In the second room was an all Heed Audio system. As great as the first room was, this room really caught my attention because it made such a compelling sound from relatively affordable equipment. Those unique-looking Heed Enigma speakers are only $3800 per pair, but they offered full, impressive bass response and a huge soundstage--the kind of sound that you usually expect from speakers over $10K. You know how I feel about Heed electronics--the Obelisk integrated amplifier with X2 power supply is my first choice for solid state amplification for less than $5K. Here, Bob and Alpar brought their top-of-the-line monoblocks, preamp, phono preamp and digital transport and DAC. Dan also included his excellent Funk Firm turntable and arm with another Transfiguration cartridge. This was a system I could easily live with for the rest of my life.
These new equipment racks from Audio Strata were gorgeous as well. Dave Neilson, formerly of Splintr Design, made these racks specifically for the show. He was going to make one for us, but we all ran out of time. We should have one for Rocky Mountain and CES, so come on by and see these lovely pieces of furniture in person. (That's an in-joke--Colleen thinks racks should always be called racks, while Dave prefers audio furniture.)
I've said it before and I'll say it again--Bob Clarke has exquisite taste when it comes to representing product lines in the US. Although I don't have any seat time with VivA, I do own a pair of Trenner & Friedl speakers, I've reviewed Heed Audio and I've used Transfiguration at other trade shows. All four of his lines are just musical beyond belief, and that's coming from a "competitor" in an industry where "if I don't carry it, it must be crap" is almost a motto. And this speaks doubly well for Dan Muzquiz, who carries Bob's lines as well as ours--lines that I'm very proud of, too.
I recently had someone call me on this at a recent trade show--he was listening in as I told a retail customer that I carried the lines I did because I loved them. I'm not a salesman by trade, and I don't think I could sell something I didn't like. "That's a great sales line," that person said, and we laughed. But it's absolutely true. I think Bob is the same way--he loves his brands, and his system at home (which I've heard a few times) is made up of these brands and it sounds great.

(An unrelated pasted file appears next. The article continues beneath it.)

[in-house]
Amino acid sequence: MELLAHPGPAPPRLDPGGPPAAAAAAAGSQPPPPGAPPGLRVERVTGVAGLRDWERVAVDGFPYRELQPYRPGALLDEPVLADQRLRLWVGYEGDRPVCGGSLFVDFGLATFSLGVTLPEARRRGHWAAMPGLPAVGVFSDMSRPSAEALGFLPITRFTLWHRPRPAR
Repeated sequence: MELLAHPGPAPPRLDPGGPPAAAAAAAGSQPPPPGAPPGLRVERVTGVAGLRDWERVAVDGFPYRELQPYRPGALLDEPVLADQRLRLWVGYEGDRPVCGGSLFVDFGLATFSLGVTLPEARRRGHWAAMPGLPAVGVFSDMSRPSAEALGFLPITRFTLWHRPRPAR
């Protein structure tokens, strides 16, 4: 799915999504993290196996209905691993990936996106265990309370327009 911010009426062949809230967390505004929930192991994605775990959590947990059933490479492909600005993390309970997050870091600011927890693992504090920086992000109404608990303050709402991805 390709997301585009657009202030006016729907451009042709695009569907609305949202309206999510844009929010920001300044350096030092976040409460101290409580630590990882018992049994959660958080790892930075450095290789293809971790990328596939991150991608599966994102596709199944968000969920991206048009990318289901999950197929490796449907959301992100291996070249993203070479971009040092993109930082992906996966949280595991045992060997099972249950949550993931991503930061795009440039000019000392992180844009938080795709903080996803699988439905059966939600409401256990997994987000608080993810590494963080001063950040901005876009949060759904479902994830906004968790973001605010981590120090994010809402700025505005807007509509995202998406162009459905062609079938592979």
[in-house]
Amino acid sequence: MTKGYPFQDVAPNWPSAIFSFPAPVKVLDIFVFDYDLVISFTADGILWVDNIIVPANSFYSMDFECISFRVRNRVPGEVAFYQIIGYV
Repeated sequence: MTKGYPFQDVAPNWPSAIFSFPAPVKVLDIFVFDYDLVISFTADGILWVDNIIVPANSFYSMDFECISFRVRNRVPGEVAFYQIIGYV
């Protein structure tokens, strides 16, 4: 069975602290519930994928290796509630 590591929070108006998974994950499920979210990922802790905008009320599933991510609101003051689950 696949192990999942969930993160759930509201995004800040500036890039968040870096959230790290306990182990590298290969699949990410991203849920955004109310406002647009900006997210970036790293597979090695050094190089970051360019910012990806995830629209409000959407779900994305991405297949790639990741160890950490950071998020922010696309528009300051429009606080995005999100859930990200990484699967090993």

As I've said more than once, I have the best job in the world. And I get to hang out with the best people.
Wednesday, June 5, 2013
"I bet you thought you were coming to Newport Beach."
That was sort of the running joke at this year's T.H.E. Show, which has been dubbed "the Newport Beach show" for some time--despite the fact that it's not actually held in Newport Beach. It's actually held at the Hilton and Atrium hotels near John Wayne Airport, whioh means they're actually in Costa Mesa...or Santa Ana, or Irvine. You know, the place where all those cities congeal. I was born and raised in Orange County, so I know the Newport Beach show isn't actually in Newport Beach, but nevertheless many show attendees and exhibitors seemed a bit distressed when they looked out the windows of their show rooms and saw no ocean, no port and no beach.
This was the third annual T.H.E. Show in Newport. Colleen and I missed the first two--we just couldn't fit the show into our schedules in 2011 and 2012. We were told repeatedly that we had made a horrible mistake because the first two shows were reportedly well-attended and lots of fun. Maybe the bloom has come off the rose this year, but the show was merely good--no different than any other show we've attended this year (and we've done five in the first five months of 2013).